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Michael Laitman, PhD

Chapter 6. The Essence and the Purpose of Kabbalah

Kabbalists who attain the Creator feel that He is absolutely kind. They explain that He cannot cause even the slightest pain to anyone in the world because egoism, the will to enjoy for oneself, the cause of every unpleasant sensation, is absent in Him.

We do harm to others for the sole purpose of satisfying our own want for something. If this feeling did not have a constant grip on man, there would be no foundation for evil in the world. Since we perceive the Creator as absolutely perfect and whole, the absence of the will to “acquire” in Him leads to the absence of any evil in Him.

If this is the case, then He should appear to us as absolutely kind, a sensation that seizes every one of us in moments of joy, delight, and fulfillment. However, since everything we feel comes from the Creator, all of His creatures should feel only good and kindness… And what do we feel instead?!

The whole of nature consists of four levels: inanimate, vegetative, animate, and human. Each level undergoes purposeful development: slow, gradual, cause-and-effect growth. This resembles a fruit growing on a tree that becomes appealing and edible only at the end of its ripening.

Yet, how many intermediate states has the fruit gone through from the beginning to the end of its growth? The intermediate states reveal nothing about the fruit’s final condition, when it becomes mellow and sweet. Rather, the opposite occurs: as good as the ripe fruit is at its end, so is it bitter and hard during its ripening.

The same occurs in the animal world: an animal’s mental capacity is limited in maturity, but while it grows, its limitations are inconspicuous compared to those of a human child. For example, a one-day-old calf has all the properties of a fully grown bull. Then, it practically stops developing, which makes it opposite to human beings, who acquire intelligence in the prime of life, but are utterly helpless and pitiful in the first years of life.

The difference is so striking that by looking at a newborn calf and a newborn baby, one who is unfamiliar with the ways of our world would conclude that nothing worthwhile will come from a human baby, whereas a calf will, at the very least, grow up to be a new Napoleon.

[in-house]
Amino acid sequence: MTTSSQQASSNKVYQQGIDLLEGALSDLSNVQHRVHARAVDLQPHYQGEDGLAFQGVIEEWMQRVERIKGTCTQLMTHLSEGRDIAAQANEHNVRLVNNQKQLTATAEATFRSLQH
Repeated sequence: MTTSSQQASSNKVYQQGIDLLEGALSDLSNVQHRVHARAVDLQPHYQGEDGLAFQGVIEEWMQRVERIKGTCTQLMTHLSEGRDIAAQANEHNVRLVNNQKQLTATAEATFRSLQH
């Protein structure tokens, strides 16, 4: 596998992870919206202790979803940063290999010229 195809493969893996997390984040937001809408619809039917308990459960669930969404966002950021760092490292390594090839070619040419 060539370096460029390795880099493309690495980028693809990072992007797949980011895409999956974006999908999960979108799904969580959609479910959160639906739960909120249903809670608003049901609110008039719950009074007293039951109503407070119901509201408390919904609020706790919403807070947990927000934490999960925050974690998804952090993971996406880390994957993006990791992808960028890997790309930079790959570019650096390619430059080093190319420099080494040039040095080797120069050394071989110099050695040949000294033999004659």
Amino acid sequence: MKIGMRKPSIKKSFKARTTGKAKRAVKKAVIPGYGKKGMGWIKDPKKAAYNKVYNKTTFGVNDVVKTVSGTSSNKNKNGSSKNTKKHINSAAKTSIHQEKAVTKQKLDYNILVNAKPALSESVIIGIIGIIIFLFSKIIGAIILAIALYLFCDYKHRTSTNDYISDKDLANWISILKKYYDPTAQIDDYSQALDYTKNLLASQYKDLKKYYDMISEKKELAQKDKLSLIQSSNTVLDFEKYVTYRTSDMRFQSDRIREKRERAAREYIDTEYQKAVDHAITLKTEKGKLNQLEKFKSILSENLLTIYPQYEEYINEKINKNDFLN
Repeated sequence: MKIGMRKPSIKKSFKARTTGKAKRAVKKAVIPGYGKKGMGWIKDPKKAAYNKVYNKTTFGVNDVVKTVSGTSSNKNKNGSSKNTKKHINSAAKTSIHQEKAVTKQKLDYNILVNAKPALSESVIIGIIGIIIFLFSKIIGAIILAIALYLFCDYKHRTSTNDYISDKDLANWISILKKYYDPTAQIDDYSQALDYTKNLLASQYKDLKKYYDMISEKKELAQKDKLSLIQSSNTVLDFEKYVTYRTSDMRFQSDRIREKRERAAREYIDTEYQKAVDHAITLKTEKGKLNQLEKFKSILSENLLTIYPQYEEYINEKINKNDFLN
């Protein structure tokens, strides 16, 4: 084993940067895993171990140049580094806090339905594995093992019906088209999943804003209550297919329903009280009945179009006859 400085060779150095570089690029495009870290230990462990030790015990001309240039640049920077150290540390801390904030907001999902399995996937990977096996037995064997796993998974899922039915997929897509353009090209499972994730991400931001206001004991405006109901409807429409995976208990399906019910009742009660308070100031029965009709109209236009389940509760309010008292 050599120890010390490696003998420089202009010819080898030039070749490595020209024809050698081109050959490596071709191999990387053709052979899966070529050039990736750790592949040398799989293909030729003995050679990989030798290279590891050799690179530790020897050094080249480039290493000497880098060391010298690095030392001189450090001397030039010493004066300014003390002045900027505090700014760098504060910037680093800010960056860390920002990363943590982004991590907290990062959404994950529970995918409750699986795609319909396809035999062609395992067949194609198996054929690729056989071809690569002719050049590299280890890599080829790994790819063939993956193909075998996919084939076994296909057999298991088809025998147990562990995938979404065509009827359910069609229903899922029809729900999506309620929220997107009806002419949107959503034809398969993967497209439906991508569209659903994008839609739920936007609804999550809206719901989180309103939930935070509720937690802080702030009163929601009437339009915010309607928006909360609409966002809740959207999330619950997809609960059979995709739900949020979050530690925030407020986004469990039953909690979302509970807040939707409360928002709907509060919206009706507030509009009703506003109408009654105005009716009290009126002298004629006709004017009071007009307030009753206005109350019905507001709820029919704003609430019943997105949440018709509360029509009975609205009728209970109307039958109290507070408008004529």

As a rule, intermediate states are opposite to the final outcome. Therefore, only one who knows the final outcome will accept and understand the unappealing form of the object during its development. This is why people often draw the wrong conclusions, failing to foresee the final outcome.

In fact, the Creator’s ways of governing our world are purposeful and manifest only at the end of development. In His attitude toward us, the Creator is guided by the principle of “absolute good,” without a trace of evil; and the purpose of His governance is evidenced in our gradual development. Finally, we will become able to receive all the goodness that was prepared for us. Surely, this goal will be achieved in accordance with His plan.

Two paths of development in the right direction are prepared for us:

The purpose of all the laws of development using the method of Kabbalah is to recognize the good and evil within us, and develop recognition of evil. By observing the spiritual laws, we can rid ourselves of all evil. This is because the difference in one’s development creates either a deeper, or a more superficial, recognition of evil, and a more powerful or less powerful desire to be rid of it.

The source of all evil is our egoism because it is opposite to the nature of the Creator, who wishes to bestow only good upon us. Since all that we perceive as pleasant comes personally from Him, proximity to the Creator is perceived as pleasure, and the degree of remoteness from Him is proportionally perceived as suffering.

Because the Creator hates egoism, humans, too, abhor it, depending on the extent of their development. Attitudes towards egoism are wide-ranging, from acceptance of egoism as normal in a spiritually undeveloped person who uses it without restriction (down to stealing and murdering openly), to a more developed person’s feeling of shame because of open displays of egoism, to actual revulsion towards egoism in a spiritually developed individual.

Thus, we find that the answers to the original questions are as follows:

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